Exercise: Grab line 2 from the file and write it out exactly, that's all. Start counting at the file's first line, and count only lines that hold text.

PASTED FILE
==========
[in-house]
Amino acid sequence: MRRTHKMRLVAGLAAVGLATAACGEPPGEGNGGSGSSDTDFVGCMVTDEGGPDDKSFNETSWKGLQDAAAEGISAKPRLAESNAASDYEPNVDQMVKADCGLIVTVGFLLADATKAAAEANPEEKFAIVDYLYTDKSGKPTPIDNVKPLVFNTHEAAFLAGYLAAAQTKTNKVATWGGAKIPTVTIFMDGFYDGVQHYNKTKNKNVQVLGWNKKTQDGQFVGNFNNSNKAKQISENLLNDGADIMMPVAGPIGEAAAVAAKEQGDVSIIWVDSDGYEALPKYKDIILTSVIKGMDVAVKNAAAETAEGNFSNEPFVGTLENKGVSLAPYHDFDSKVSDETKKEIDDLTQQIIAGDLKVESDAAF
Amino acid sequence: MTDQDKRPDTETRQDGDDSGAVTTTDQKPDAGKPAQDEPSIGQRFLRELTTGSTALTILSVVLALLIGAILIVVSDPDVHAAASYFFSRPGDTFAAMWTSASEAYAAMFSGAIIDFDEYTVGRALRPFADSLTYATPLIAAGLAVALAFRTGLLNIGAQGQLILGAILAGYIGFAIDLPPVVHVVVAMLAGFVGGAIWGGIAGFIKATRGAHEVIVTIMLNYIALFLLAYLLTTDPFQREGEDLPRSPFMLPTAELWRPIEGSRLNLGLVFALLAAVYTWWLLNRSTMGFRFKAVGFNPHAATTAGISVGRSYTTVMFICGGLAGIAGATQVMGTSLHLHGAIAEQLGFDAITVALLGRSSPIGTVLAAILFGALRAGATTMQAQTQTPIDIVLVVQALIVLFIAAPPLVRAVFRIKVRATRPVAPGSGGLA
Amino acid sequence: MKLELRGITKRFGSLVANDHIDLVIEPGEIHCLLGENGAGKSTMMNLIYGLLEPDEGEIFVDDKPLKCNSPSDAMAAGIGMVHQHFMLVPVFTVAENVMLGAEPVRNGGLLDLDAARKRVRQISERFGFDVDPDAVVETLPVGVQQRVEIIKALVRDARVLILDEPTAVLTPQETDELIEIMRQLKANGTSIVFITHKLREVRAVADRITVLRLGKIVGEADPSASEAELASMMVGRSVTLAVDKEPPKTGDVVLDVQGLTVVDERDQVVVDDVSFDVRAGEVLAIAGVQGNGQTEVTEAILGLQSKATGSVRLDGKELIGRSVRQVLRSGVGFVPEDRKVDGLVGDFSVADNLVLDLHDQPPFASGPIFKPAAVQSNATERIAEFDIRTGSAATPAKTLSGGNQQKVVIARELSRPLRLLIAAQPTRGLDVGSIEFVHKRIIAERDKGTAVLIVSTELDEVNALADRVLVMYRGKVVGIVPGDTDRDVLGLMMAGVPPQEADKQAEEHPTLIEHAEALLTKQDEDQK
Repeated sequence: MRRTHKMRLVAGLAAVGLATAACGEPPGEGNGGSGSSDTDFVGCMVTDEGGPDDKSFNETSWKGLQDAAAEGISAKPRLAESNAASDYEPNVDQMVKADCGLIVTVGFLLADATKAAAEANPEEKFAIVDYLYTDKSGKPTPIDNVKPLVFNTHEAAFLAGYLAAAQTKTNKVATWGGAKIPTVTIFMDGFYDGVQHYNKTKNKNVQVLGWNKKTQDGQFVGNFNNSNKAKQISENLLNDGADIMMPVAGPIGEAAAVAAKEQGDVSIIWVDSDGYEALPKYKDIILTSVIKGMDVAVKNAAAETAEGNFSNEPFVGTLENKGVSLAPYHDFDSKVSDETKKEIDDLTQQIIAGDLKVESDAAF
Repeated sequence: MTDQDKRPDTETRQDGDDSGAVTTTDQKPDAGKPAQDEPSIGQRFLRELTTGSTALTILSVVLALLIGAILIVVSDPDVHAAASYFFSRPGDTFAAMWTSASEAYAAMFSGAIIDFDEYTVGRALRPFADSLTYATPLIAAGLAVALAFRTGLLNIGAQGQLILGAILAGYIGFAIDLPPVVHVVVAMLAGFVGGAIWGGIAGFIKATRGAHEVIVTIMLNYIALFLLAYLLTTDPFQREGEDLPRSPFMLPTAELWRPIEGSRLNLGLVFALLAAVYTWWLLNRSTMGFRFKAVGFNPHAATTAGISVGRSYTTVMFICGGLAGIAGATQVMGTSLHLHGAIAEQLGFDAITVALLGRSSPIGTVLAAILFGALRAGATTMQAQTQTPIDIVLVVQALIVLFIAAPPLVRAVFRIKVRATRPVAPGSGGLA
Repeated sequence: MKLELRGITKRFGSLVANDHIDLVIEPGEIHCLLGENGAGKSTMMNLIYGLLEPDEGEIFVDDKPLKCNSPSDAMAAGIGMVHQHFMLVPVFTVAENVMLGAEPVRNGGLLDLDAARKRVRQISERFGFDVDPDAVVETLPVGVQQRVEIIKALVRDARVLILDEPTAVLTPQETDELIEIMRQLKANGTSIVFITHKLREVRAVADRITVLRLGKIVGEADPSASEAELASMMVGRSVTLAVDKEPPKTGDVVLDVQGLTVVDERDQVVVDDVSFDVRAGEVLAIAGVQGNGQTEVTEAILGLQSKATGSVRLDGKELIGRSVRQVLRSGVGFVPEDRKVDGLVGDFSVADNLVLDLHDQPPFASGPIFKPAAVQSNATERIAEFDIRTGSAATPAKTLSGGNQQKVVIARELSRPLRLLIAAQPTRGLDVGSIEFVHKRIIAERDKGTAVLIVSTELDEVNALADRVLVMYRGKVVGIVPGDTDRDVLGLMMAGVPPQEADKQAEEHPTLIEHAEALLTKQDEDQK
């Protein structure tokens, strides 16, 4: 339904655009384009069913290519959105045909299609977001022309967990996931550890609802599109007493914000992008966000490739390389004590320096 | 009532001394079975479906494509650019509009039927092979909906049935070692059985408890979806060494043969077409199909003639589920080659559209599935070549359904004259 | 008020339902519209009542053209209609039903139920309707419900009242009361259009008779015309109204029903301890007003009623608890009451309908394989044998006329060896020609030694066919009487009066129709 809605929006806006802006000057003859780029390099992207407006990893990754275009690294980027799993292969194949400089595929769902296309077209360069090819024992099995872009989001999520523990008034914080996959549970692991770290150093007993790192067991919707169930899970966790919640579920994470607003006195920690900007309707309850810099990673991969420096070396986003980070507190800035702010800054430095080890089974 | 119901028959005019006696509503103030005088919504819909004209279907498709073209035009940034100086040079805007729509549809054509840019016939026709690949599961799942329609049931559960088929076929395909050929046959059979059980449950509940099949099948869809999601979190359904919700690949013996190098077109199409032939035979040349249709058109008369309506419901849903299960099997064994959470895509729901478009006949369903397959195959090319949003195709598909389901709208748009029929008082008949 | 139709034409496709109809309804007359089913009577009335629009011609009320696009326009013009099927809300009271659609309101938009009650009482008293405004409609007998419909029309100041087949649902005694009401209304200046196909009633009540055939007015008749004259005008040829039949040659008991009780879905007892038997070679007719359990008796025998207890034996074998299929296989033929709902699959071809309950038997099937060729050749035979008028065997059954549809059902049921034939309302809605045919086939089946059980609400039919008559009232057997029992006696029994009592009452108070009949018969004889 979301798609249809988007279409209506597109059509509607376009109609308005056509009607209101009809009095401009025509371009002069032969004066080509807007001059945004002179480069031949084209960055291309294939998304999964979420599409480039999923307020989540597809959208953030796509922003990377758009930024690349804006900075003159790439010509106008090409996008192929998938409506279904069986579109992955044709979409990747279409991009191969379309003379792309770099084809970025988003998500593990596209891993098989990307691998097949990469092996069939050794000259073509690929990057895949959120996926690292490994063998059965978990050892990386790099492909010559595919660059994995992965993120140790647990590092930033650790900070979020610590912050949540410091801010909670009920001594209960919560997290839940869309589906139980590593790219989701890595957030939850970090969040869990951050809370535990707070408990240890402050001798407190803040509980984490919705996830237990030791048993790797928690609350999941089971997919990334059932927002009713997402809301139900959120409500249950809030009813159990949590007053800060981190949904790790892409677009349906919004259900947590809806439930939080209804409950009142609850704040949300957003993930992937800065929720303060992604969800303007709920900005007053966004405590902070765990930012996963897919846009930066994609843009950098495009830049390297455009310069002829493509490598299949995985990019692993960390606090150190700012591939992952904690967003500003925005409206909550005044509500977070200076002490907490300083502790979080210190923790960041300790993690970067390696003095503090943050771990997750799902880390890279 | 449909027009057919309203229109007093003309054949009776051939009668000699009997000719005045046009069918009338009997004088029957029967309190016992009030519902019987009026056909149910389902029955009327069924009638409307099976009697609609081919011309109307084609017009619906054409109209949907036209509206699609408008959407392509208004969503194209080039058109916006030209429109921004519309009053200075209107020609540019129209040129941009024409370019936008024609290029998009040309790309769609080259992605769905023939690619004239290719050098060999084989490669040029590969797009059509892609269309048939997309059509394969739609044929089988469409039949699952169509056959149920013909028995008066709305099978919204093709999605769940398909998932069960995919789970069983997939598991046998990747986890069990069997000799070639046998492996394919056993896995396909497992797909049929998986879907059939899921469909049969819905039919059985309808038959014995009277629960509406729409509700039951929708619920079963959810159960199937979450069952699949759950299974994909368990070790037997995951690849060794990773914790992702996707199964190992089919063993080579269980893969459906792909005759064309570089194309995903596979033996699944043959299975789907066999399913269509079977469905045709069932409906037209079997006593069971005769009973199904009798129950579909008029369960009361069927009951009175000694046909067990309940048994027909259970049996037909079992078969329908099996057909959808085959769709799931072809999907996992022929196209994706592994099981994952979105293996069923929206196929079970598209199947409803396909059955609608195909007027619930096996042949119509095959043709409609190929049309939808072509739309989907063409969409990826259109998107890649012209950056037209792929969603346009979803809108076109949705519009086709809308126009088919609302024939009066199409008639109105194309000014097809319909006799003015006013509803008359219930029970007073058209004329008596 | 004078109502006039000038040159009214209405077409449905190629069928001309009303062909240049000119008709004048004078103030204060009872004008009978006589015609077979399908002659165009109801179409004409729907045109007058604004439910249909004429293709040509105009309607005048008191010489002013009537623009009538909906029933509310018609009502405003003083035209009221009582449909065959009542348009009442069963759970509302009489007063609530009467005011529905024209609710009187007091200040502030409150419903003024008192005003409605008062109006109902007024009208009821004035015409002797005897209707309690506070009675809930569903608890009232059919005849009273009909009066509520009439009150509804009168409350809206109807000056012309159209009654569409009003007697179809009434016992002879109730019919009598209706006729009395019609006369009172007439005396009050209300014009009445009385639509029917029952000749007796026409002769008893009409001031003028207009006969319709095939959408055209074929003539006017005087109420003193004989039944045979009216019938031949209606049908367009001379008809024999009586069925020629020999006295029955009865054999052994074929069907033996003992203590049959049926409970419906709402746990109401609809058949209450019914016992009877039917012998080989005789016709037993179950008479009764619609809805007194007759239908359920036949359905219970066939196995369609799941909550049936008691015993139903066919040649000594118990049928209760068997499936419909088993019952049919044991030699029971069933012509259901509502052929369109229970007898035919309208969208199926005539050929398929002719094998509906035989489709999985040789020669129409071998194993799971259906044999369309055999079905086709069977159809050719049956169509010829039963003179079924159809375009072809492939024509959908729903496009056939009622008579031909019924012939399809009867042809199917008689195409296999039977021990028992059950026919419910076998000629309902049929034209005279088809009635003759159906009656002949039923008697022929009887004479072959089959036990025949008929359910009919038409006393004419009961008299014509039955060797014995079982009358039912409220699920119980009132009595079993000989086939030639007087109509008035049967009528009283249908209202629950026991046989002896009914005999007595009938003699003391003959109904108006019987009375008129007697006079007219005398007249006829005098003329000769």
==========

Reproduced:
Amino acid sequence: MRRTHKMRLVAGLAAVGLATAACGEPPGEGNGGSGSSDTDFVGCMVTDEGGPDDKSFNETSWKGLQDAAAEGISAKPRLAESNAASDYEPNVDQMVKADCGLIVTVGFLLADATKAAAEANPEEKFAIVDYLYTDKSGKPTPIDNVKPLVFNTHEAAFLAGYLAAAQTKTNKVATWGGAKIPTVTIFMDGFYDGVQHYNKTKNKNVQVLGWNKKTQDGQFVGNFNNSNKAKQISENLLNDGADIMMPVAGPIGEAAAVAAKEQGDVSIIWVDSDGYEALPKYKDIILTSVIKGMDVAVKNAAAETAEGNFSNEPFVGTLENKGVSLAPYHDFDSKVSDETKKEIDDLTQQIIAGDLKVESDAAF